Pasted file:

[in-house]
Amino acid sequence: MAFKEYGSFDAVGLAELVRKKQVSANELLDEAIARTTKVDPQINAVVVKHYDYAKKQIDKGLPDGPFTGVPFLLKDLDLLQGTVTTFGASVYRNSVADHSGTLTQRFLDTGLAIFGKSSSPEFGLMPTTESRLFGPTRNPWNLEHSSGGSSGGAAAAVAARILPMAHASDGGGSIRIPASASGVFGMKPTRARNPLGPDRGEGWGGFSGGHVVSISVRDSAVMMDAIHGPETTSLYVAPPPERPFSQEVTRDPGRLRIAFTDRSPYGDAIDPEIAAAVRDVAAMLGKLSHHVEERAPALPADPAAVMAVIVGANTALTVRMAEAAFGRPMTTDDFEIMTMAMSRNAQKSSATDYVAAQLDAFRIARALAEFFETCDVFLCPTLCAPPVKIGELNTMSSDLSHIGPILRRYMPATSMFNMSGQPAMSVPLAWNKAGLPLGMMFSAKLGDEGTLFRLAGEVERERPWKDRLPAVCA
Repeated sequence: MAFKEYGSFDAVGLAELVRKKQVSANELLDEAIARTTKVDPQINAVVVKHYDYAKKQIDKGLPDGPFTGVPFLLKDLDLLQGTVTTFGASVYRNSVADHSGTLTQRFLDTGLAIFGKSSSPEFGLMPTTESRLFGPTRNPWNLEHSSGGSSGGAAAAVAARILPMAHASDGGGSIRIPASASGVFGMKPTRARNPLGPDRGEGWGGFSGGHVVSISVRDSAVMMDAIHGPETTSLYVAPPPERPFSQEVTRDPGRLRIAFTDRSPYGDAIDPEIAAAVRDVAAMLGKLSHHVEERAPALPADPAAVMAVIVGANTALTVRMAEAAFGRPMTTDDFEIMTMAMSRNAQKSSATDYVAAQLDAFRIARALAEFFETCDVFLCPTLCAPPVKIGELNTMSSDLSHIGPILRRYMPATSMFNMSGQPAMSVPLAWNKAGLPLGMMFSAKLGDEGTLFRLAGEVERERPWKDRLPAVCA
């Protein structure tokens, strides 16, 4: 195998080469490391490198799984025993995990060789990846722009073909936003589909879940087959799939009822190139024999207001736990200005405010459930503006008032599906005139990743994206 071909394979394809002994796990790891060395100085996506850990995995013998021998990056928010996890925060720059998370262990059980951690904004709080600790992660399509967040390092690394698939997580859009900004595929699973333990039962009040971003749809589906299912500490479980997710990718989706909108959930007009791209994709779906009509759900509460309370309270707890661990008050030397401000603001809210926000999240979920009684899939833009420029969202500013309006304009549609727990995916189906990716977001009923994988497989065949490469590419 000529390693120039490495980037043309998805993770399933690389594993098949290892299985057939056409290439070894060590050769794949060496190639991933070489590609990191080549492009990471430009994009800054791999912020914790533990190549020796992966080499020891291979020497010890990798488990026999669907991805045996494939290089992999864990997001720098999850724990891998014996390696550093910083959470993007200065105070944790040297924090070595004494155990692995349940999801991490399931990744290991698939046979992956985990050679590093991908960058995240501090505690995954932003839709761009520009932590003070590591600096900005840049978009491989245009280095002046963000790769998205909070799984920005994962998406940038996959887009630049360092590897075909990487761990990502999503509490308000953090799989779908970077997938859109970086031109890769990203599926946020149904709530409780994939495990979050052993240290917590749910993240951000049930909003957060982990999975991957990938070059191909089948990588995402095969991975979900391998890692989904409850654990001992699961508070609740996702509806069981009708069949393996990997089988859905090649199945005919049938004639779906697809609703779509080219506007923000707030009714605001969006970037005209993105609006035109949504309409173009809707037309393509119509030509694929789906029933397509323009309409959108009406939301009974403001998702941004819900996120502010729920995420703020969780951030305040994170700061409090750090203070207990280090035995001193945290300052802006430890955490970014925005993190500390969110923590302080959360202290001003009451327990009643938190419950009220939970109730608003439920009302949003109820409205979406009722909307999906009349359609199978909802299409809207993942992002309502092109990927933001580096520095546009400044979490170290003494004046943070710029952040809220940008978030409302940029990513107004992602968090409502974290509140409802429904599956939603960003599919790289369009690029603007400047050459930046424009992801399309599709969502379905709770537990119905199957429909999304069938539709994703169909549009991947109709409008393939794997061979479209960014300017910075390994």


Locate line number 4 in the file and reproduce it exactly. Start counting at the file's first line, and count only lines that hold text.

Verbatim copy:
């Protein structure tokens, strides 16, 4: 195998080469490391490198799984025993995990060789990846722009073909936003589909879940087959799939009822190139024999207001736990200005405010459930503006008032599906005139990743994206 071909394979394809002994796990790891060395100085996506850990995995013998021998990056928010996890925060720059998370262990059980951690904004709080600790992660399509967040390092690394698939997580859009900004595929699973333990039962009040971003749809589906299912500490479980997710990718989706909108959930007009791209994709779906009509759900509460309370309270707890661990008050030397401000603001809210926000999240979920009684899939833009420029969202500013309006304009549609727990995916189906990716977001009923994988497989065949490469590419 000529390693120039490495980037043309998805993770399933690389594993098949290892299985057939056409290439070894060590050769794949060496190639991933070489590609990191080549492009990471430009994009800054791999912020914790533990190549020796992966080499020891291979020497010890990798488990026999669907991805045996494939290089992999864990997001720098999850724990891998014996390696550093910083959470993007200065105070944790040297924090070595004494155990692995349940999801991490399931990744290991698939046979992956985990050679590093991908960058995240501090505690995954932003839709761009520009932590003070590591600096900005840049978009491989245009280095002046963000790769998205909070799984920005994962998406940038996959887009630049360092590897075909990487761990990502999503509490308000953090799989779908970077997938859109970086031109890769990203599926946020149904709530409780994939495990979050052993240290917590749910993240951000049930909003957060982990999975991957990938070059191909089948990588995402095969991975979900391998890692989904409850654990001992699961508070609740996702509806069981009708069949393996990997089988859905090649199945005919049938004639779906697809609703779509080219506007923000707030009714605001969006970037005209993105609006035109949504309409173009809707037309393509119509030509694929789906029933397509323009309409959108009406939301009974403001998702941004819900996120502010729920995420703020969780951030305040994170700061409090750090203070207990280090035995001193945290300052802006430890955490970014925005993190500390969110923590302080959360202290001003009451327990009643938190419950009220939970109730608003439920009302949003109820409205979406009722909307999906009349359609199978909802299409809207993942992002309502092109990927933001580096520095546009400044979490170290003494004046943070710029952040809220940008978030409302940029990513107004992602968090409502974290509140409802429904599956939603960003599919790289369009690029603007400047050459930046424009992801399309599709969502379905709770537990119905199957429909999304069938539709994703169909549009991947109709409008393939794997061979479209960014300017910075390994």